Musical.ly was a short format (15 seconds) video streaming and sharing app that was popular with over 100 million users until August 2018. With this app, users can sync their lips with dialogues and make funny videos using various music and conversation options. This app was very popular with some content creators who used the Musical.ly and rose to the Hall of Fame with engaging content. Users have shared Musical.ly videos on social media platforms such as Instagram to make the app even more popular. But in August 2018, the app was taken over by the Chinese company ByteDance and users moved to TikTok. All content and accounts that existed on Musical.ly were automatically transferred to the new TikTok app. TikTok has global offices in Los Angeles, New York, London, Paris, Berlin, Dubai, Mumbai, Singapore, Jakarta, Seoul, and Tokyo.
TikTok is a short video sharing app that allows users to create and share a 15 second video on any topic. TikTok maintains another app for the Chinese market called Duyin, which has more than 300 million monthly active users. The new app logo is a combination of the Musical.ly and Duyin logos. The TikTok app has become very popular since its inception. In October 2018, it was the world’s most downloaded photo and video app on the Apple Store. The app is reportedly the most popular country with over 500 million monthly active users and over 80 million downloads.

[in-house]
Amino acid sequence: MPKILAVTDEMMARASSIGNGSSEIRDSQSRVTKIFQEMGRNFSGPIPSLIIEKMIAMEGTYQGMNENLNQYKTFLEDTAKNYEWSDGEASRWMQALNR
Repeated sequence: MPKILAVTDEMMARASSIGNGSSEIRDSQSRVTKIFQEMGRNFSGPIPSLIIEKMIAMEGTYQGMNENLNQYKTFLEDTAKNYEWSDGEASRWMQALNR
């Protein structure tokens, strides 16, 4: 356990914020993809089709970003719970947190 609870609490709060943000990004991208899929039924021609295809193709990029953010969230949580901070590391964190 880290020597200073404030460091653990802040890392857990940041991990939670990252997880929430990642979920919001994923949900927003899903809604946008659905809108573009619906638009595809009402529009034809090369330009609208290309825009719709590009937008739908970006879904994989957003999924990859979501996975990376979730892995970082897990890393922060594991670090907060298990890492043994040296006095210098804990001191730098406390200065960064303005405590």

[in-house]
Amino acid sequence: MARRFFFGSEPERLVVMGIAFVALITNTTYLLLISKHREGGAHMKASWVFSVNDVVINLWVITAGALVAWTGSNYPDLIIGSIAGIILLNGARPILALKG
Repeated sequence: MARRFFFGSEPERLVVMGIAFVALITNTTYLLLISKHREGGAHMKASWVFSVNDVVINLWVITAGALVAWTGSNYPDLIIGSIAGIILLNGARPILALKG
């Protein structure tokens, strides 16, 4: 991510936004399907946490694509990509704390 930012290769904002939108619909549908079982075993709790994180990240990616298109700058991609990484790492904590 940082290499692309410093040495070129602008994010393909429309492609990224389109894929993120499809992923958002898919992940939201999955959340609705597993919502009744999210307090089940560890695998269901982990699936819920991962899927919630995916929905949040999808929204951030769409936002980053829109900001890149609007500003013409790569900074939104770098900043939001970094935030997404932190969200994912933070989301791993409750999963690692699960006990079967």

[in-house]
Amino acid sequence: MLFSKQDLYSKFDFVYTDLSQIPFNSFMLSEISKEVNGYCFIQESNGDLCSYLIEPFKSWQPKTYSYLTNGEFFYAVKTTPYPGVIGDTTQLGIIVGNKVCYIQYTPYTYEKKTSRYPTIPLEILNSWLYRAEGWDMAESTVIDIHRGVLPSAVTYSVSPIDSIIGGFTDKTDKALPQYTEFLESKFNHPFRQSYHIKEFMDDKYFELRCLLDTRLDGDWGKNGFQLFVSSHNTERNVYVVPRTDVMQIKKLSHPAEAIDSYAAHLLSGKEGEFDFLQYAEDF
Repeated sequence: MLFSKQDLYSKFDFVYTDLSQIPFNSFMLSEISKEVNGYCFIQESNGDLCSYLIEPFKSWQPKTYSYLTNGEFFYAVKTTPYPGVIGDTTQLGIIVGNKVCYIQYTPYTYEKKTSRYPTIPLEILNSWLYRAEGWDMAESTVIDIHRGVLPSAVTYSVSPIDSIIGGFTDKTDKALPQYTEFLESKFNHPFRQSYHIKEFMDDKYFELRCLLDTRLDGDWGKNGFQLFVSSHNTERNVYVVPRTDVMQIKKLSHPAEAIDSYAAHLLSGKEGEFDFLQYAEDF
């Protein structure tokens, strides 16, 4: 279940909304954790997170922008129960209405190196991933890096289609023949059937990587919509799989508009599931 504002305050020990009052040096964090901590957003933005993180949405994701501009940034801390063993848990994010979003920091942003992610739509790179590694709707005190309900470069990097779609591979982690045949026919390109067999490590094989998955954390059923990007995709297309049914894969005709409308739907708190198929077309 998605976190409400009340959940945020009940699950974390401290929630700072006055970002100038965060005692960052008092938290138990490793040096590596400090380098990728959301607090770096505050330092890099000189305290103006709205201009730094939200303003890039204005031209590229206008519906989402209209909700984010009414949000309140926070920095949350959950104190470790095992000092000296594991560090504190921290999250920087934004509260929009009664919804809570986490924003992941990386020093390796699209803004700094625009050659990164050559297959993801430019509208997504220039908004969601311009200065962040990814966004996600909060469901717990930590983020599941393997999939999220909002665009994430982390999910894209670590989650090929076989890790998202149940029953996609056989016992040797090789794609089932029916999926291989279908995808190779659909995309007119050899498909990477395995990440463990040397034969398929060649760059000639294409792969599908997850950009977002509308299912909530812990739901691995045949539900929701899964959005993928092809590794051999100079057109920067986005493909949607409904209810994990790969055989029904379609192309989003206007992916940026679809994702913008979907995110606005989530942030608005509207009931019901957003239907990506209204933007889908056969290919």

TikTok users received a notification from the app on Monday, November 15, about filing a claim for damages. Many expressed confusions on social media and asked if the notification was part of a larger scam. The reconciliation is genuine. ByteDance, TikTok’s parent company, agreed to pay $ 92 million in a class action in February to resolve allegations of collecting personal information from users without their consent. TikTok denies the allegations. The app said, “Privacy and safety are top priorities for TikTok and we have robust policies, processes and technologies in place to help protect all users, and our teenage users in particular. We believe the claims lack merit and intend to vigorously defend the action.” According to documents and the settlement with Chinese parent company ByteDance was reached back in late February. The legal action against TikTok was first brought by an anonymous 12-year-old girl last year.